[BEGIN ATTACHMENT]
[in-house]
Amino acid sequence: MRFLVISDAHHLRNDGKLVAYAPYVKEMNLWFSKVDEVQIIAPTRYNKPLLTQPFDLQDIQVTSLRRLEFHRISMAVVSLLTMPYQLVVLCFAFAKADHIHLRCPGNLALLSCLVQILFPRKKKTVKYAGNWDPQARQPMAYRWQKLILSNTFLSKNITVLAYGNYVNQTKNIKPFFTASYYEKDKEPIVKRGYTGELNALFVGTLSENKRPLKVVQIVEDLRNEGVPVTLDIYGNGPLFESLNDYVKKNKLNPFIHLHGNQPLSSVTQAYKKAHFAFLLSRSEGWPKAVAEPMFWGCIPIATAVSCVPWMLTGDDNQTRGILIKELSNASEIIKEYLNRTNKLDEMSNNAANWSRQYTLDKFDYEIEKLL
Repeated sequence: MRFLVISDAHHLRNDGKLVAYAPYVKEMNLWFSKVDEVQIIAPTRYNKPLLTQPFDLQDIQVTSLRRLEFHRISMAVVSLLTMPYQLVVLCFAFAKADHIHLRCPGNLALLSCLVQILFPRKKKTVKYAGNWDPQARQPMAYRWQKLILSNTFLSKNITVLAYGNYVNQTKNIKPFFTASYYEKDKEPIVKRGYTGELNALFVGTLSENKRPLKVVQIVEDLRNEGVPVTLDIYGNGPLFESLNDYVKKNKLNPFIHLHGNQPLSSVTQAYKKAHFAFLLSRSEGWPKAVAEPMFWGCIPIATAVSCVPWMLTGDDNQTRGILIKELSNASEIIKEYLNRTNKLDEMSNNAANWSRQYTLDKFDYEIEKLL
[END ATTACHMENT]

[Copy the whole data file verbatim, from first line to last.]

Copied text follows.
[in-house]
Amino acid sequence: MRFLVISDAHHLRNDGKLVAYAPYVKEMNLWFSKVDEVQIIAPTRYNKPLLTQPFDLQDIQVTSLRRLEFHRISMAVVSLLTMPYQLVVLCFAFAKADHIHLRCPGNLALLSCLVQILFPRKKKTVKYAGNWDPQARQPMAYRWQKLILSNTFLSKNITVLAYGNYVNQTKNIKPFFTASYYEKDKEPIVKRGYTGELNALFVGTLSENKRPLKVVQIVEDLRNEGVPVTLDIYGNGPLFESLNDYVKKNKLNPFIHLHGNQPLSSVTQAYKKAHFAFLLSRSEGWPKAVAEPMFWGCIPIATAVSCVPWMLTGDDNQTRGILIKELSNASEIIKEYLNRTNKLDEMSNNAANWSRQYTLDKFDYEIEKLL
Repeated sequence: MRFLVISDAHHLRNDGKLVAYAPYVKEMNLWFSKVDEVQIIAPTRYNKPLLTQPFDLQDIQVTSLRRLEFHRISMAVVSLLTMPYQLVVLCFAFAKADHIHLRCPGNLALLSCLVQILFPRKKKTVKYAGNWDPQARQPMAYRWQKLILSNTFLSKNITVLAYGNYVNQTKNIKPFFTASYYEKDKEPIVKRGYTGELNALFVGTLSENKRPLKVVQIVEDLRNEGVPVTLDIYGNGPLFESLNDYVKKNKLNPFIHLHGNQPLSSVTQAYKKAHFAFLLSRSEGWPKAVAEPMFWGCIPIATAVSCVPWMLTGDDNQTRGILIKELSNASEIIKEYLNRTNKLDEMSNNAANWSRQYTLDKFDYEIEKLL